Hurricane weakened to a tropical storm as is tore through the state on its way to Georgia and the Carolinas
Tropical Storm Michael took its drenching rains to Georgia and the Carolinas on Thursday after battering Florida’s Panhandle as the third most powerful hurricane to ever strike the US mainland and killing at least two people.
Michael shattered houses and buildings, downed power lines and ripped up trees when it crashed ashore on Wednesday afternoon, carrying winds of up to 250km/h (155mph) and causing deep seawater flooding.
Florida residents and officials were taking stock of the damage on Thursday.
“I think everything from Panama City down to Mexico Beach is way worse than anybody ever anticipated,” Florida Governor Rick Scott told the Weather Channel. Michael’s eye came ashore near Mexico Beach, about 32km (20 miles) southeast of Panama City.
“This is going to be a long recovery but Florida is resilient, we help each other, and we survive,” Scott said. “We worked all night in endangered circumstances.”
Authorities said about 280 residents of Mexico Beach ignored evacuation orders as the storm approached. The area is known for its small beach towns, wildlife reserves and the state capital, Tallahassee.
Michael was a Category 4 storm, just shy of a rare Category 5, when it came ashore. It weakened steadily as it travelled inland.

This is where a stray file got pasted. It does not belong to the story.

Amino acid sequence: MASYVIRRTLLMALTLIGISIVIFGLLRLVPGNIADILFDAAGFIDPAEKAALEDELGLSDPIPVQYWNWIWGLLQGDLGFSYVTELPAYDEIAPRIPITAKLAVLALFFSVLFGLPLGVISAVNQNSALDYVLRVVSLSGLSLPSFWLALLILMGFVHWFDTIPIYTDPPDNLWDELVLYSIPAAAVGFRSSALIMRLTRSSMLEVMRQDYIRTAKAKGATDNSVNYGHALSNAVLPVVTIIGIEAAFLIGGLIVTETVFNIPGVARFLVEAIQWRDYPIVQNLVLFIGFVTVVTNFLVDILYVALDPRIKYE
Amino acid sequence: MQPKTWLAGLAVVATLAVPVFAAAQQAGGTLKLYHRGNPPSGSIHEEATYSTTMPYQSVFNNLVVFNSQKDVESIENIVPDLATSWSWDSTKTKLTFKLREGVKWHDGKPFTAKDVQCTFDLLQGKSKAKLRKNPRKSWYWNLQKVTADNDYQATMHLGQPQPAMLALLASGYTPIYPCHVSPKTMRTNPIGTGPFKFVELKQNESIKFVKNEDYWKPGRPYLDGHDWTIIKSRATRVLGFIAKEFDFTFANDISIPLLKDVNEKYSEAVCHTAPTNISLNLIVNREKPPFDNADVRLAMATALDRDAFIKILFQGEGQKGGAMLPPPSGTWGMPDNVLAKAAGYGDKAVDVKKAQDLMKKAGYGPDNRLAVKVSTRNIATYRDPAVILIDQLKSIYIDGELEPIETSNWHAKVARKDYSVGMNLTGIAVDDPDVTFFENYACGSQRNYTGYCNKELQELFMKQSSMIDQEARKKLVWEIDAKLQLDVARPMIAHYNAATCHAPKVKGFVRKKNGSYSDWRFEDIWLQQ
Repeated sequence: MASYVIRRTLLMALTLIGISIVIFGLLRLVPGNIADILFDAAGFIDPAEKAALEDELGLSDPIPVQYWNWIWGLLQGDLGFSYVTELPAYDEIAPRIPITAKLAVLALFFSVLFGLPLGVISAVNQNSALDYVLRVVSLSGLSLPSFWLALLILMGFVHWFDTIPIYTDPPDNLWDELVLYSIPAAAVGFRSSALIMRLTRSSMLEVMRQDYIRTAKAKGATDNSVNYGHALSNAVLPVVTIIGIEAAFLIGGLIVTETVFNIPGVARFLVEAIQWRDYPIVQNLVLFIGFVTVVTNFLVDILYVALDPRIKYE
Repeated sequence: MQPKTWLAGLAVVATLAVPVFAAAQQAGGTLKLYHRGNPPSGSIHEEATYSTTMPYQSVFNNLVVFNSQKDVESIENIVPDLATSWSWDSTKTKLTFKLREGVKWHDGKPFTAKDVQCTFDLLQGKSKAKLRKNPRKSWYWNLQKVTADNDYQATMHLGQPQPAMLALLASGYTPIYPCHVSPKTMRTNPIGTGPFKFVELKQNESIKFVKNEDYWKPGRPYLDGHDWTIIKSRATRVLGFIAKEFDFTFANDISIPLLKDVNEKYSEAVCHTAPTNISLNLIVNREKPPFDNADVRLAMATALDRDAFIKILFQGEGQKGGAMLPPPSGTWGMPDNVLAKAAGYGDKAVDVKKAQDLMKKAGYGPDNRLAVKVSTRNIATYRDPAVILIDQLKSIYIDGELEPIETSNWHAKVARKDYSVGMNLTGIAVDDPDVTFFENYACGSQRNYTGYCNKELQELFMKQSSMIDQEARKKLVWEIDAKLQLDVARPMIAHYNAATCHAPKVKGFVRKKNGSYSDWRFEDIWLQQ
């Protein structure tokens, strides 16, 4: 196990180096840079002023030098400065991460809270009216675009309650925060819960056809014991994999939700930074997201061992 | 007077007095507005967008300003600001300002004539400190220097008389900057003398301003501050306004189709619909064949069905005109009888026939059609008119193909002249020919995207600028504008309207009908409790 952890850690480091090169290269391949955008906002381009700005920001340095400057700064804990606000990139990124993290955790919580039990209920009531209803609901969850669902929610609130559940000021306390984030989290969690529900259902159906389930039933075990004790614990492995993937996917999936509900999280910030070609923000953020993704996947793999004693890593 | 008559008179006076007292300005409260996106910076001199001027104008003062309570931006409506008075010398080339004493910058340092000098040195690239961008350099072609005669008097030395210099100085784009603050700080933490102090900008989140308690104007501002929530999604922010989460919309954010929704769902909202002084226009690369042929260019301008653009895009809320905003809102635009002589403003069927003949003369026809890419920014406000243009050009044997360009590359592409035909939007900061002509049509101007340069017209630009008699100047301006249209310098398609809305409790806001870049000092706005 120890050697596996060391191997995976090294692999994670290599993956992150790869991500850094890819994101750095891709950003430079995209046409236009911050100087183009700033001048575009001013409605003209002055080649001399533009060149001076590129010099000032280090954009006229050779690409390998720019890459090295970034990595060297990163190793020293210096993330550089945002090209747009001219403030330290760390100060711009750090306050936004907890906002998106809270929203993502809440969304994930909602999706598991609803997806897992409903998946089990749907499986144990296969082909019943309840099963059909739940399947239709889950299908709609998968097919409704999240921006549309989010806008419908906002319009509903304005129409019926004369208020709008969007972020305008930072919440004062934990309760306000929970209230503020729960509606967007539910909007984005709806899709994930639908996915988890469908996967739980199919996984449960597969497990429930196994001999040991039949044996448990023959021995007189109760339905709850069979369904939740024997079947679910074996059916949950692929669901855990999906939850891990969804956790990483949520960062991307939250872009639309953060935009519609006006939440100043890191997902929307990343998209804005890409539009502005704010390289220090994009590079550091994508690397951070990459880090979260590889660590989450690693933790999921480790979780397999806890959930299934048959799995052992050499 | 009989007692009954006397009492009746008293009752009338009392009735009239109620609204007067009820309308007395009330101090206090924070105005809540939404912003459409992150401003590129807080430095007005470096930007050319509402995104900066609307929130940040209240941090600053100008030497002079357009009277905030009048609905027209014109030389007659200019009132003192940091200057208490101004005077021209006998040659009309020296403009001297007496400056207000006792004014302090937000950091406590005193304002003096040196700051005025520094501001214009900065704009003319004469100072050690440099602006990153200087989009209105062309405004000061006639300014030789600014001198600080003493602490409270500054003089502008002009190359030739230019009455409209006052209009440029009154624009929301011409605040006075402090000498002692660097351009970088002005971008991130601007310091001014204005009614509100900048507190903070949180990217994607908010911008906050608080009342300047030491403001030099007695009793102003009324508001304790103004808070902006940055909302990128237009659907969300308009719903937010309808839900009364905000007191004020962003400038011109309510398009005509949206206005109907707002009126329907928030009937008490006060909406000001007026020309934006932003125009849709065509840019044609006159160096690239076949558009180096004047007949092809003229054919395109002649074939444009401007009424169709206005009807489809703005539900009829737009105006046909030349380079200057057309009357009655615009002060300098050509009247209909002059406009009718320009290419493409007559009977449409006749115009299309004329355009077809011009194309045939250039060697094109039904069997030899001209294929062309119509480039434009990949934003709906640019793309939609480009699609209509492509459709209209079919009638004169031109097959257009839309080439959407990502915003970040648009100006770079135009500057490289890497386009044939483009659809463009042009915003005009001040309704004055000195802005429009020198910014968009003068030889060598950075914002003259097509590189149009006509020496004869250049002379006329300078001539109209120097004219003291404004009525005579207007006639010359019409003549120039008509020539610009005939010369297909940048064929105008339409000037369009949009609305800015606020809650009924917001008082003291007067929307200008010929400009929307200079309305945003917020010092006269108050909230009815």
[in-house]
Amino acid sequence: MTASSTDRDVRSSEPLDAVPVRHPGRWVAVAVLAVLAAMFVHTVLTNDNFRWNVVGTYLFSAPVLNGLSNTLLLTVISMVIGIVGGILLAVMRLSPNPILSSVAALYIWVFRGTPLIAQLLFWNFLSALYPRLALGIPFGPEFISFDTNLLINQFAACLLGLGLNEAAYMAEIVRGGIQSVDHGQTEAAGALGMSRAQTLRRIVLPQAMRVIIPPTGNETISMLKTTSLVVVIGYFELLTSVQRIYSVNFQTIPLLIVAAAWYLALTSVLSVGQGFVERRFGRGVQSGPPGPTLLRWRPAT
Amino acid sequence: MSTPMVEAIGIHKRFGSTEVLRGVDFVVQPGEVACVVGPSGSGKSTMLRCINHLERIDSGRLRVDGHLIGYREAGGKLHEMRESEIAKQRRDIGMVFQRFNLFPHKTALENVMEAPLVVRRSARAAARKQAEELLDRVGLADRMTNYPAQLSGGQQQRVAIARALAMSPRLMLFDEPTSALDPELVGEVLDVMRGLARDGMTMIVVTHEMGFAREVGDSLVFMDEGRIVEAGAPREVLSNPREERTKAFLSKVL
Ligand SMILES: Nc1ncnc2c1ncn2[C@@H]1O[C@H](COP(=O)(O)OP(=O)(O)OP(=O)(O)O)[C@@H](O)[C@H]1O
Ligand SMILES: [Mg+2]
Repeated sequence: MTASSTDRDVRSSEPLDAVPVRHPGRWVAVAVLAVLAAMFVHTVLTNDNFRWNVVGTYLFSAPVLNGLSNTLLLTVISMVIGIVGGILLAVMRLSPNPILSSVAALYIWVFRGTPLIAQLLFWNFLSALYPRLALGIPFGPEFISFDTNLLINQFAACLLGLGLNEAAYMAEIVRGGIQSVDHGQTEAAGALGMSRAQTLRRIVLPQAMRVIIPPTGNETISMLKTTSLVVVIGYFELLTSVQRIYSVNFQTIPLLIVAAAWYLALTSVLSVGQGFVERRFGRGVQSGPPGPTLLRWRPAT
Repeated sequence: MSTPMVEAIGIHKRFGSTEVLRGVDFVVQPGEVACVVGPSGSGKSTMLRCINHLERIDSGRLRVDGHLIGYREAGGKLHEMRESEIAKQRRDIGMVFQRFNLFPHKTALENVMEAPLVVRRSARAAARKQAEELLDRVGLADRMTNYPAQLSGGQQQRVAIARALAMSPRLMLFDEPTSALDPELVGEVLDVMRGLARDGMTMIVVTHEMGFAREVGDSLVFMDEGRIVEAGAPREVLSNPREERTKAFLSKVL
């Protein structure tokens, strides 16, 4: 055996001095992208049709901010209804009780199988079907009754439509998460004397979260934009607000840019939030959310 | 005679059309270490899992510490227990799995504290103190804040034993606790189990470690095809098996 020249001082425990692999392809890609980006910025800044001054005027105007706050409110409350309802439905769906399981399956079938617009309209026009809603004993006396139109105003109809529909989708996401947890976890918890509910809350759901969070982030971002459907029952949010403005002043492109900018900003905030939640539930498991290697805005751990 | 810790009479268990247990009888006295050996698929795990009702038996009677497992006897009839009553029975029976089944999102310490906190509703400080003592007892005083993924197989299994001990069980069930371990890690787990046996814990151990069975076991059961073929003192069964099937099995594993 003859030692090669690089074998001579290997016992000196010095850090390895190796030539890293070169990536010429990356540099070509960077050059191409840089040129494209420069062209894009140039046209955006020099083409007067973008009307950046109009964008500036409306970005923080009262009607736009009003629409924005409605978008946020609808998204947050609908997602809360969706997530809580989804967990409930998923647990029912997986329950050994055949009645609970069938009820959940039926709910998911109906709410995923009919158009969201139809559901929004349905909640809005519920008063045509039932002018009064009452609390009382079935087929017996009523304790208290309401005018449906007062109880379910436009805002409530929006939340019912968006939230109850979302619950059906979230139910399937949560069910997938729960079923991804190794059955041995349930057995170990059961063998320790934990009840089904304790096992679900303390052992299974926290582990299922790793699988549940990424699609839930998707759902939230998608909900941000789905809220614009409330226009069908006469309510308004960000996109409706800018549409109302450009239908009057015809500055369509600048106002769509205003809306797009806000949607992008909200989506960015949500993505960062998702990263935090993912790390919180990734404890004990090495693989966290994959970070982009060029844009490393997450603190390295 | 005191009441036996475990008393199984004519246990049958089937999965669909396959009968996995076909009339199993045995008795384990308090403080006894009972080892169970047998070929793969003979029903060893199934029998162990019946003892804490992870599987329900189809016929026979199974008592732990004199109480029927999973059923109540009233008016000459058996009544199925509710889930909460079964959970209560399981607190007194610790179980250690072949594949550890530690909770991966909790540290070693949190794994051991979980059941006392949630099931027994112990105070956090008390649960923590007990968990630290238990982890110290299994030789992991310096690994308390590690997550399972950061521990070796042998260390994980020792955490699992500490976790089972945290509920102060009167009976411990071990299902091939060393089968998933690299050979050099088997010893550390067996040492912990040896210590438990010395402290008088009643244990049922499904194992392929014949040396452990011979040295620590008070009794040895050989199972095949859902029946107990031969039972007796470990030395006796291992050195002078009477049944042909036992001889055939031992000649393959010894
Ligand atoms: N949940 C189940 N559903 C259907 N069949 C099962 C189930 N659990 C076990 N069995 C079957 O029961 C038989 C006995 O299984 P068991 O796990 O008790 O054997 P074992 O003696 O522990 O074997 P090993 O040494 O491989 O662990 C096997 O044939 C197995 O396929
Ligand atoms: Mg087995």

By 8am on Thursday it had been downgraded to a tropical storm with 85km/h (50mph) winds as it pushed through Georgia into the Carolinas, the National Hurricane Centre (NHC) said.
Parts of North Carolina and Virginia could get as much as 23cm (nine inches) of rain and life-threatening flash floods, the NHC said. The Carolinas are still recovering from Hurricane Florence last month.
The two people killed in the storm were a man when a tree fell onto his house in Florida and a girl when debris fell into a home in Georgia, officials and local media said.
More than 830,000 homes and businesses were without power in Florida, Alabama and Georgia early on Thursday.
The hurricane, the fiercest to hit Florida in 80 years, pummeled communities across the Panhandle and turned streets into roof-high waterways.
“The wind that came through here was surreal. It destroyed everything,” Jason Gunderson, a member of a group of rescuers that calls itself the Cajun Navy, told CNN early on Thursday from Callaway, a suburb of Panama City. “It’s unlivable. It’s heartbreaking.”
Thousands of people hunkered down in shelters overnight after fleeing their homes before the storm.
An estimated 6,000 people fled to emergency shelters, mostly in Florida, and that number was expected to swell to 20,000 across five states by the weekend, said Brad Kieserman of the American Red Cross.
About 32km (20 miles) south of Mexico Beach, floodwaters were more than two metres (seven feet) deep near Apalachicola, a town of about 2,300 residents, hurricane centre chief Ken Graham said. Wind damage was also evident.
“There are so many downed power lines and trees that it’s almost impossible to get through the city,” Apalachicola Mayor Van Johnson said.
Michael ranked as the third strongest storm on record to make landfall in the continental United States. Only Hurricane Camille on the Mississippi Gulf coast in 1969 and the so-called Labour Day hurricane of 1935 in the Florida Keys were more intense.
Even before landfall, the hurricane disrupted energy operations in the gulf, cutting crude oil production by more than 40 per cent and natural gas output by nearly one-third as offshore platforms were evacuated before the storm hit.

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